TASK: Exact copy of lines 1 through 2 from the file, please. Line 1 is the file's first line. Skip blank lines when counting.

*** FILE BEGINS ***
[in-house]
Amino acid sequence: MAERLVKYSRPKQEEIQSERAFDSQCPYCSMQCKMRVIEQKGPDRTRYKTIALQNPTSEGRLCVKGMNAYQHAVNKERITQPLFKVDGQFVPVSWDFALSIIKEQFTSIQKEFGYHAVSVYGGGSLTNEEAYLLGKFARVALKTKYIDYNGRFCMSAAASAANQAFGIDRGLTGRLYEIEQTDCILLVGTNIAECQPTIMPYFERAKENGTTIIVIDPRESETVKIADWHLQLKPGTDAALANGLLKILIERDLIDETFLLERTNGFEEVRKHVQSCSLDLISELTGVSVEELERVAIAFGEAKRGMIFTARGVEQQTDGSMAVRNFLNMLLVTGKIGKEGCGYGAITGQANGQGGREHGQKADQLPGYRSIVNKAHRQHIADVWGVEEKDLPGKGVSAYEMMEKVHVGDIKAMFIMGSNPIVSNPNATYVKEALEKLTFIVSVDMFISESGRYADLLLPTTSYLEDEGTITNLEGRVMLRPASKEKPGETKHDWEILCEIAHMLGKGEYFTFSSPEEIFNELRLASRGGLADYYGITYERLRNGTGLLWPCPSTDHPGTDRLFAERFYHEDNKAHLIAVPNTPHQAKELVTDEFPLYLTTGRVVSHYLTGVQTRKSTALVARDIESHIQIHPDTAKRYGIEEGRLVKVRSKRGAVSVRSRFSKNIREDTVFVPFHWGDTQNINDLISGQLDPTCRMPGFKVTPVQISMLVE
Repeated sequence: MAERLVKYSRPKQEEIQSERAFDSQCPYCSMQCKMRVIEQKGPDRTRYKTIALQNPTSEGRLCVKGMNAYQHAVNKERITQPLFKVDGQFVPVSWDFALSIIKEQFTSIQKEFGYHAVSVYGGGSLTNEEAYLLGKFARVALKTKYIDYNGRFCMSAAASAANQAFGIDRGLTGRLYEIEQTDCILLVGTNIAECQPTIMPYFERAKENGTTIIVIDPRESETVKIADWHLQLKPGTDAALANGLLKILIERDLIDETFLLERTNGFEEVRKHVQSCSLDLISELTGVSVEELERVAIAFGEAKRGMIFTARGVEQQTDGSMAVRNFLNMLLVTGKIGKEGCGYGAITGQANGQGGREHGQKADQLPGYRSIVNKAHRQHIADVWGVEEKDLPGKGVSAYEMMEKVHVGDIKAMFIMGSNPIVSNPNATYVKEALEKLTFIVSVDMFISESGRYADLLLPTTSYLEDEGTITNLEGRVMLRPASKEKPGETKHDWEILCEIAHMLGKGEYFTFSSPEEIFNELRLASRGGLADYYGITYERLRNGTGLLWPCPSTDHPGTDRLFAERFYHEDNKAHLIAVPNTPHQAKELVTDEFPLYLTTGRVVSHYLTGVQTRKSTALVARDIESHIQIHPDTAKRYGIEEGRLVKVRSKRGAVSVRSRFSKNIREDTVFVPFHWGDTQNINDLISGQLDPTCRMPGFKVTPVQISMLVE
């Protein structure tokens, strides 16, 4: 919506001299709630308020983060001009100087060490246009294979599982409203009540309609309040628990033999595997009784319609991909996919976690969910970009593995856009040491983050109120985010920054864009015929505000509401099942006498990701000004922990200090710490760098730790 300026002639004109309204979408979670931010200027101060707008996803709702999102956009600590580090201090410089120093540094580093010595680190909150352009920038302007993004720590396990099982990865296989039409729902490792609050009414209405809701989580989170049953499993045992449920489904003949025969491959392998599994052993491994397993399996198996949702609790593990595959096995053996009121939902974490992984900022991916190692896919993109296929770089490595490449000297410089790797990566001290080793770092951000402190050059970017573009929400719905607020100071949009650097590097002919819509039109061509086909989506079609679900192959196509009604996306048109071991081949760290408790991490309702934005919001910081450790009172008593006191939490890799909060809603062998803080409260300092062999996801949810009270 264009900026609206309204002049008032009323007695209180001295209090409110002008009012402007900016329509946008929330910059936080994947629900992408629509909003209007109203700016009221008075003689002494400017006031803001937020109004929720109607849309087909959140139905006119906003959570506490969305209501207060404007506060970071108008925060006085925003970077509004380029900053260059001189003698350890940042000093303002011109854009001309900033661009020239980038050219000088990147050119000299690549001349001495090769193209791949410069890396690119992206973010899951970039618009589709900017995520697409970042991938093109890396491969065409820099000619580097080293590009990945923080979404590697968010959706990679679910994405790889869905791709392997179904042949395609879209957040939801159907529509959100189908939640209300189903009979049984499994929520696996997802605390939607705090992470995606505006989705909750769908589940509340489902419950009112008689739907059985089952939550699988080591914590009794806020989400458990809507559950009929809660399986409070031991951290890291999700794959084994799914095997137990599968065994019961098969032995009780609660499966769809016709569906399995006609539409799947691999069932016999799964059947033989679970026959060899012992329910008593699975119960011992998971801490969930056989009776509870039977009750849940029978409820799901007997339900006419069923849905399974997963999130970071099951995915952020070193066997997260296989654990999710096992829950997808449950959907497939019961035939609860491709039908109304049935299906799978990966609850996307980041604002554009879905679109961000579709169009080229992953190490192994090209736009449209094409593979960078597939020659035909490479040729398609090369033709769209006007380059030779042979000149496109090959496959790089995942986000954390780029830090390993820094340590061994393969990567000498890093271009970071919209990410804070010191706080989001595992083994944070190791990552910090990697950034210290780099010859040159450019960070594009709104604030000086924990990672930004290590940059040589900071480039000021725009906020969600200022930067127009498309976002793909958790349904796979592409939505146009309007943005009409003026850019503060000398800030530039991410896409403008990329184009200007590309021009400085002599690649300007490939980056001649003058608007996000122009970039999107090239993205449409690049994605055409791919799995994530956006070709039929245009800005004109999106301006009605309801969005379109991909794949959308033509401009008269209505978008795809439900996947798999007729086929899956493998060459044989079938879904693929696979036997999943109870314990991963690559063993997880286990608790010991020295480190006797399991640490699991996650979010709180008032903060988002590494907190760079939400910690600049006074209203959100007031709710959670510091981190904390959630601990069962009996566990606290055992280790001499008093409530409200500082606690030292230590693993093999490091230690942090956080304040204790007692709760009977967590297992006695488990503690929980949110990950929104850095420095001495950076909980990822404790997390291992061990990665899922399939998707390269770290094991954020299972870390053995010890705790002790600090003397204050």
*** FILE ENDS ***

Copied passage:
[in-house]
Amino acid sequence: MAERLVKYSRPKQEEIQSERAFDSQCPYCSMQCKMRVIEQKGPDRTRYKTIALQNPTSEGRLCVKGMNAYQHAVNKERITQPLFKVDGQFVPVSWDFALSIIKEQFTSIQKEFGYHAVSVYGGGSLTNEEAYLLGKFARVALKTKYIDYNGRFCMSAAASAANQAFGIDRGLTGRLYEIEQTDCILLVGTNIAECQPTIMPYFERAKENGTTIIVIDPRESETVKIADWHLQLKPGTDAALANGLLKILIERDLIDETFLLERTNGFEEVRKHVQSCSLDLISELTGVSVEELERVAIAFGEAKRGMIFTARGVEQQTDGSMAVRNFLNMLLVTGKIGKEGCGYGAITGQANGQGGREHGQKADQLPGYRSIVNKAHRQHIADVWGVEEKDLPGKGVSAYEMMEKVHVGDIKAMFIMGSNPIVSNPNATYVKEALEKLTFIVSVDMFISESGRYADLLLPTTSYLEDEGTITNLEGRVMLRPASKEKPGETKHDWEILCEIAHMLGKGEYFTFSSPEEIFNELRLASRGGLADYYGITYERLRNGTGLLWPCPSTDHPGTDRLFAERFYHEDNKAHLIAVPNTPHQAKELVTDEFPLYLTTGRVVSHYLTGVQTRKSTALVARDIESHIQIHPDTAKRYGIEEGRLVKVRSKRGAVSVRSRFSKNIREDTVFVPFHWGDTQNINDLISGQLDPTCRMPGFKVTPVQISMLVE